Lottie Moon

Lottie Moon

Nacida en Virginia el 12 de diciembre de 1840, Charlotte Digges Moon creció a ser una mujer bien educada y culta. En el año 1873, durante un sermón en su iglesia, ella se dio cuenta de su llamado a China para testificar del evangelio. El 7 de julio de 1873 la Junta de Misiones Foráneas (ahora la Junta de Misiones Internacionales) de la Convención Bautista del Sur la nombró como misionera a China, y en el otoño de aquel año ella salió para Tengchow. Lottie pasó la mayoría de sus años misioneros en Tengchow y P’ingtu, donde enseñó en las escuelas misioneras y ministró a las mujeres. Eventualmente adoptó la ropa china y aprendió el idioma chino. Al sumergirse en la cultura china, Lottie ganó el respeto de muchas personas chinas y su obra misionera alcanzó a mucha gente para Cristo.

Missions for Advent

I love Christmas, especially now that I’ve learned to pull back and focus more on the eternal gift of Christmas. Incorporating Advent practices into our family’s celebration was the turning point.

This year, I added an international missions emphasis. Our weekly Advent prayers included 2 of the missionaries featured in the Week of Prayer for International Missions prayer brochure.

Prayers flow into action. Invite your friends and neighbors to a WorldCrafts party. Consider hosting the Intriguing Indonesia party since Indonesia is the focus of this year’s International Mission Study. VisitWorldCrafts.org/parties.asp for everything you need to introduce your friends and neighbors to this country and this WMU ministry that develops sustainable, fair-trade businesses among impoverished people around the world.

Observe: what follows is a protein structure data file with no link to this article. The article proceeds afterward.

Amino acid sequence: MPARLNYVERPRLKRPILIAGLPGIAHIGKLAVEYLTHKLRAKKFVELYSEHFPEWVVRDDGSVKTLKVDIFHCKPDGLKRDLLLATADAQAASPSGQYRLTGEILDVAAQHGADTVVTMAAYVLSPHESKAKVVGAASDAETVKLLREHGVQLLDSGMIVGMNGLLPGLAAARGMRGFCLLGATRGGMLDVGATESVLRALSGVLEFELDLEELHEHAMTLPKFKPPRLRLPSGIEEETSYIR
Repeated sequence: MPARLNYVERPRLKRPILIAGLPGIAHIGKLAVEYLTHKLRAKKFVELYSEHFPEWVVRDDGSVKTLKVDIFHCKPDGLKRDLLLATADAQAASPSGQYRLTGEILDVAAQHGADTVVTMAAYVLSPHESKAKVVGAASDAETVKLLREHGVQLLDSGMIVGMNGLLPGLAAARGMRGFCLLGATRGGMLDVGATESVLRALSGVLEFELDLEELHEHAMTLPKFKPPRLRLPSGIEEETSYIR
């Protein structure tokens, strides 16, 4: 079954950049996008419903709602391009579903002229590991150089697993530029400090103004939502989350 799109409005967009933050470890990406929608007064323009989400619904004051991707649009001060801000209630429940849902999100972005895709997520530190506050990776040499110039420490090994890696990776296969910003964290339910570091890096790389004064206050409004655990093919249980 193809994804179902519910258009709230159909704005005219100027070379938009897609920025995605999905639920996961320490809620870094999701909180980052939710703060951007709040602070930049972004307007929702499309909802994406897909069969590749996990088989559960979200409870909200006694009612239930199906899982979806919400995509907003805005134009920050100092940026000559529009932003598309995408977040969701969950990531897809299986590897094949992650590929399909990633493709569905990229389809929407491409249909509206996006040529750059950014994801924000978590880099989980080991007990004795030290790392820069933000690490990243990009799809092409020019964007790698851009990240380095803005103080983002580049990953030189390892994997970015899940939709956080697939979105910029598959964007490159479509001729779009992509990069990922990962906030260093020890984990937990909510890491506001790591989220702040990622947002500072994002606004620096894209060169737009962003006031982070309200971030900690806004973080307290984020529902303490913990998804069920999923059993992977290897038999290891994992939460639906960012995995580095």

Prayers, action, and joyful giving draw the season to a close. A bountiful Lottie Moon Christmas Offering for International Missions is the result. The heavens sing, and God multiplies it all for good.

Lucretia Mobbs loves this season of light.

Learning, Praying, Giving, Going

Do you know all the different ways that the Lottie Moon Christmas Offering helps missionaries? Below are just a few of the ways that the Christmas offering has helped Jacob and Robin Talley as they serve in Indonesia:

Missions Matters!

Sometimes it “pays” to look down. This is one way our family finds extra funds for the Lottie Moon Christmas Offering.

When our children were young, we began the tradition of depositing any money found throughout the year into our Mission Jar. This included money discovered in the pockets of clothing to be washed, in vehicle seats, between couch cushions, and especially lying on sidewalks—I once stumbled across $7 this way! In December, we would take our money to a coin changer and include the total in our missions offering.

While our Mission Jar was a family project, it is always interesting to discover the creative ways churches publicize the international missions emphasis. My friend Sue’s church makes Lottie Moon come alive for young children by displaying a life-size cutout of Ms. Lottie and allowing the youngsters to compare their own size to this diminutive missionary to China.

Christmas Traditions